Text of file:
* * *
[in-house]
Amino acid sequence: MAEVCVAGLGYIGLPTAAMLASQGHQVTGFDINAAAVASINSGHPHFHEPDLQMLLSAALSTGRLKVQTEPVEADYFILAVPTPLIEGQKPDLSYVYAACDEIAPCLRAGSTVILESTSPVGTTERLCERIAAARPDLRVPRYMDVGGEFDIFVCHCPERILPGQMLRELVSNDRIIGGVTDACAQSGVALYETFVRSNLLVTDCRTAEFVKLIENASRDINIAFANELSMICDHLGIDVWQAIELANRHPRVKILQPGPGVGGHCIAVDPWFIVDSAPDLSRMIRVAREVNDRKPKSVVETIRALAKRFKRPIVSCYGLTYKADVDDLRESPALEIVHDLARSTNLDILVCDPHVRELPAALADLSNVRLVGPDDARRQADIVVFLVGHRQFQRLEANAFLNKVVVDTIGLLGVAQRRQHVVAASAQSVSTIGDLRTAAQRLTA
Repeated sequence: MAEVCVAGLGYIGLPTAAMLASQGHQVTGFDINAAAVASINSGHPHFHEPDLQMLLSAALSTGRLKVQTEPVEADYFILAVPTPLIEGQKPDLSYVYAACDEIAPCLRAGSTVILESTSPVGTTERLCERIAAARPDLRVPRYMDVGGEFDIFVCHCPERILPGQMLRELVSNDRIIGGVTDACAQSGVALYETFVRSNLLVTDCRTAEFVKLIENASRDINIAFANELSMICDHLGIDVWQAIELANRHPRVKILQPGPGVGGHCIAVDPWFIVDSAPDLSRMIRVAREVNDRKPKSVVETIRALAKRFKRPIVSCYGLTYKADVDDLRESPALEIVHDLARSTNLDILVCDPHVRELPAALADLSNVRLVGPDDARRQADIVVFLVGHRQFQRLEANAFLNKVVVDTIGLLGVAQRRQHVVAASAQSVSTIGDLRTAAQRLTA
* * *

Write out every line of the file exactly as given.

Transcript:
[in-house]
Amino acid sequence: MAEVCVAGLGYIGLPTAAMLASQGHQVTGFDINAAAVASINSGHPHFHEPDLQMLLSAALSTGRLKVQTEPVEADYFILAVPTPLIEGQKPDLSYVYAACDEIAPCLRAGSTVILESTSPVGTTERLCERIAAARPDLRVPRYMDVGGEFDIFVCHCPERILPGQMLRELVSNDRIIGGVTDACAQSGVALYETFVRSNLLVTDCRTAEFVKLIENASRDINIAFANELSMICDHLGIDVWQAIELANRHPRVKILQPGPGVGGHCIAVDPWFIVDSAPDLSRMIRVAREVNDRKPKSVVETIRALAKRFKRPIVSCYGLTYKADVDDLRESPALEIVHDLARSTNLDILVCDPHVRELPAALADLSNVRLVGPDDARRQADIVVFLVGHRQFQRLEANAFLNKVVVDTIGLLGVAQRRQHVVAASAQSVSTIGDLRTAAQRLTA
Repeated sequence: MAEVCVAGLGYIGLPTAAMLASQGHQVTGFDINAAAVASINSGHPHFHEPDLQMLLSAALSTGRLKVQTEPVEADYFILAVPTPLIEGQKPDLSYVYAACDEIAPCLRAGSTVILESTSPVGTTERLCERIAAARPDLRVPRYMDVGGEFDIFVCHCPERILPGQMLRELVSNDRIIGGVTDACAQSGVALYETFVRSNLLVTDCRTAEFVKLIENASRDINIAFANELSMICDHLGIDVWQAIELANRHPRVKILQPGPGVGGHCIAVDPWFIVDSAPDLSRMIRVAREVNDRKPKSVVETIRALAKRFKRPIVSCYGLTYKADVDDLRESPALEIVHDLARSTNLDILVCDPHVRELPAALADLSNVRLVGPDDARRQADIVVFLVGHRQFQRLEANAFLNKVVVDTIGLLGVAQRRQHVVAASAQSVSTIGDLRTAAQRLTA